The Whistlers is Romanian director Corneliu Porumboiu’s heist thriller. In the film, Cristi (Vlad Ivanov) is a Bucharest police inspector that plays both sides of the law. Cristi decides to team up with Gilda (Catrinel Marlon) for an exciting, high-stakes heist. It’s when they take a trip to the Canary Islands that things really get interesting. There they realize that a secret language (whistling) may be their saving grace.
This film follows Cristi’s story, which is told through narrative episodes that each begin by explaining which supporting character we’ll focus on in the next segment. The film weaves in and out of each story and it does a fantastic job of keeping you guessing who Cristi is actually working for.
Ivanov’s acting is what made this movie work. He was exceptionally talented at making everyone believe him. If he was trying to convince another character that he was working for them, he did it so well that even the audience bought it. We never truly know what’s going on with his character. Ivanov’s talent also allowed him to showcase a range of different acting abilities. Whether he was being a lover or a killer, he executed the role flawlessly. This was a great introduction to Ivanov for me and, I predict, it will be for American audiences.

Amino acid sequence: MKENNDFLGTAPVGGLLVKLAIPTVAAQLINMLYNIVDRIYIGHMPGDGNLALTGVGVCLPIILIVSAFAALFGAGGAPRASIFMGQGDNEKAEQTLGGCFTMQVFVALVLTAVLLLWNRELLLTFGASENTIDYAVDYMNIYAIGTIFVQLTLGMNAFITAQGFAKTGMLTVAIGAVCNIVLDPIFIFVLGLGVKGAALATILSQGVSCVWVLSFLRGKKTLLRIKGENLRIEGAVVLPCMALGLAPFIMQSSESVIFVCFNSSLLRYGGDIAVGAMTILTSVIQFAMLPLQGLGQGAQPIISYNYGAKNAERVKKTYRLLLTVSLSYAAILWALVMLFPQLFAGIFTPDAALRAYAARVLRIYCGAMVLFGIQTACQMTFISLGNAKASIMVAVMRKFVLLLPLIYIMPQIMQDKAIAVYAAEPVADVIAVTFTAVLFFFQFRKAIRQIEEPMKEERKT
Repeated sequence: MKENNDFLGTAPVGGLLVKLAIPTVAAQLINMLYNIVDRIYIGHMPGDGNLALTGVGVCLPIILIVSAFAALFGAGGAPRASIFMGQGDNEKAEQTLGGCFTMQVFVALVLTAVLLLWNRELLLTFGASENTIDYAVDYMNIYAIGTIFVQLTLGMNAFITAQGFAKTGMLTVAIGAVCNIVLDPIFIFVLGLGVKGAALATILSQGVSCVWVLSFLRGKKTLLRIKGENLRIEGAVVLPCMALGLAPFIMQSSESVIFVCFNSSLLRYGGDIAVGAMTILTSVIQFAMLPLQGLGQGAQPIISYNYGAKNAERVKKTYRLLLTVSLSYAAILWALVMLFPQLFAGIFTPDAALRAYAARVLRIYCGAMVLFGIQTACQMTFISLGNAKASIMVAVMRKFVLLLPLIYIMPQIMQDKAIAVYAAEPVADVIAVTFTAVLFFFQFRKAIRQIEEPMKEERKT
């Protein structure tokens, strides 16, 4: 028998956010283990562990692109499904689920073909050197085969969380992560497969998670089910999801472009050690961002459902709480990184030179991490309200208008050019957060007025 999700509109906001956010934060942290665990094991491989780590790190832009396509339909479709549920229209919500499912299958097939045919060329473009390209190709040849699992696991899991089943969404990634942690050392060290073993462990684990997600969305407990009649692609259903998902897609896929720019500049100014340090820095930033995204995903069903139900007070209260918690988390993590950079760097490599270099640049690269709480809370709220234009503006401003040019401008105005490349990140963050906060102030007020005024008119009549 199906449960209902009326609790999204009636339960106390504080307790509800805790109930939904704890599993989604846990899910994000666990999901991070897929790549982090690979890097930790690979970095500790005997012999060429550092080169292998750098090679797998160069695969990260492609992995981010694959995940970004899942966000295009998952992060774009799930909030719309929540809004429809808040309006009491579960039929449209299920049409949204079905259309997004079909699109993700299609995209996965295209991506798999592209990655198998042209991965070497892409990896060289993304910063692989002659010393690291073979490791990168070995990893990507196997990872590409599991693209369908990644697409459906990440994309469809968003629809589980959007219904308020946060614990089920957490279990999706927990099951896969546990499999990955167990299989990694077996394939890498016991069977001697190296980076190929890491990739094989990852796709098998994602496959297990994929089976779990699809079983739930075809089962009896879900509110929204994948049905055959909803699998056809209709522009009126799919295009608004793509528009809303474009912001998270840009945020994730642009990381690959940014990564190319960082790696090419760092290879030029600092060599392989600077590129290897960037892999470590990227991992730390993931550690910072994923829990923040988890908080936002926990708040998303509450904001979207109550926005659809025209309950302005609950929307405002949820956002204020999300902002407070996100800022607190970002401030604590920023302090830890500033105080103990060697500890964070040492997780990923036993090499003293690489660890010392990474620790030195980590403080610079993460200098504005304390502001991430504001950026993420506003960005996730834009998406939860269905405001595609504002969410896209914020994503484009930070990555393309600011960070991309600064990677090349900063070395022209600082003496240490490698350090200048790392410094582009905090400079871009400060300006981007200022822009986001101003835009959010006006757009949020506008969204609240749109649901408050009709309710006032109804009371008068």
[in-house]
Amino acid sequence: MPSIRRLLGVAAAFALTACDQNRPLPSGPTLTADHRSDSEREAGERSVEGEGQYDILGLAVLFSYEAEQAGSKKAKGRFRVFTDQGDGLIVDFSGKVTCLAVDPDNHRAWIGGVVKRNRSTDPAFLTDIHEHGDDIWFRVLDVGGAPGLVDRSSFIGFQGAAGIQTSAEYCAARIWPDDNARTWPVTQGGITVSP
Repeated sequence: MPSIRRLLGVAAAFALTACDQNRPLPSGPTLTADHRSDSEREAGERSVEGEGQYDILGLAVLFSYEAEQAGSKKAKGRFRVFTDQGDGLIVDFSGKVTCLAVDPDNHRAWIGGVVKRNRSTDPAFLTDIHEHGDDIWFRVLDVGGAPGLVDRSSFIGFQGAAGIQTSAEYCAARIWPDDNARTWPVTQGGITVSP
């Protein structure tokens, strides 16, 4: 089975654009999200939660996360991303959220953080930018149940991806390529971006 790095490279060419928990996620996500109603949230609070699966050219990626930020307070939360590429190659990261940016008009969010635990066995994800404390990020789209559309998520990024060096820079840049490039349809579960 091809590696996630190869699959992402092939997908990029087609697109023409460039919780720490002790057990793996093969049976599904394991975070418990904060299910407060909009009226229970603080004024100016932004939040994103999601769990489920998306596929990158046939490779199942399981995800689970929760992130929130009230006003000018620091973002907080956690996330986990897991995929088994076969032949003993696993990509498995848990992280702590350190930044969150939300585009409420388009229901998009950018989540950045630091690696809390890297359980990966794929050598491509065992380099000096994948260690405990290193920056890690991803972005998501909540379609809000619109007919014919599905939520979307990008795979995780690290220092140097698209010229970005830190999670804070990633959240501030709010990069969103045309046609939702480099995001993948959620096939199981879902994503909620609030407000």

Aside from just Ivanov, the ensemble cast is also strong. It’s led by a remarkable performance from Marlon who, at times, felt like the heartbeat of the film. Her femme-fatale character’s development was truly some of the best I’ve seen this year.
Technically speaking, this film was very sound. The color palette chosen by Tudor Mircea was gorgeous. Whether it was the vibrant colors of nature or the dark monotone colors that were featured during the darkest parts of the film, the colors heightened the viewing experience. The same can be said for the score of the film. It had a jazzy feel to it which enhanced the darker tone of the film.
Ordinarily, films that are made this complex have a hard time coming back together at the end. However, writer/director Porumboiu was able to tie all the loose ends together. He also engaged us with this wonderfully written film that showed corruptness with deadpan comedy sprinkled in.
The Whistlers is one of those films that leaves audiences exhausted, in the best possible way. It keeps viewers on the edge of their seats, wondering who’s deceiving who, who’s going to kill who and how this will end.
The Whistlers opens Friday (March 13) at the Belcourt Theatre. Find out more about upcoming showtimes here.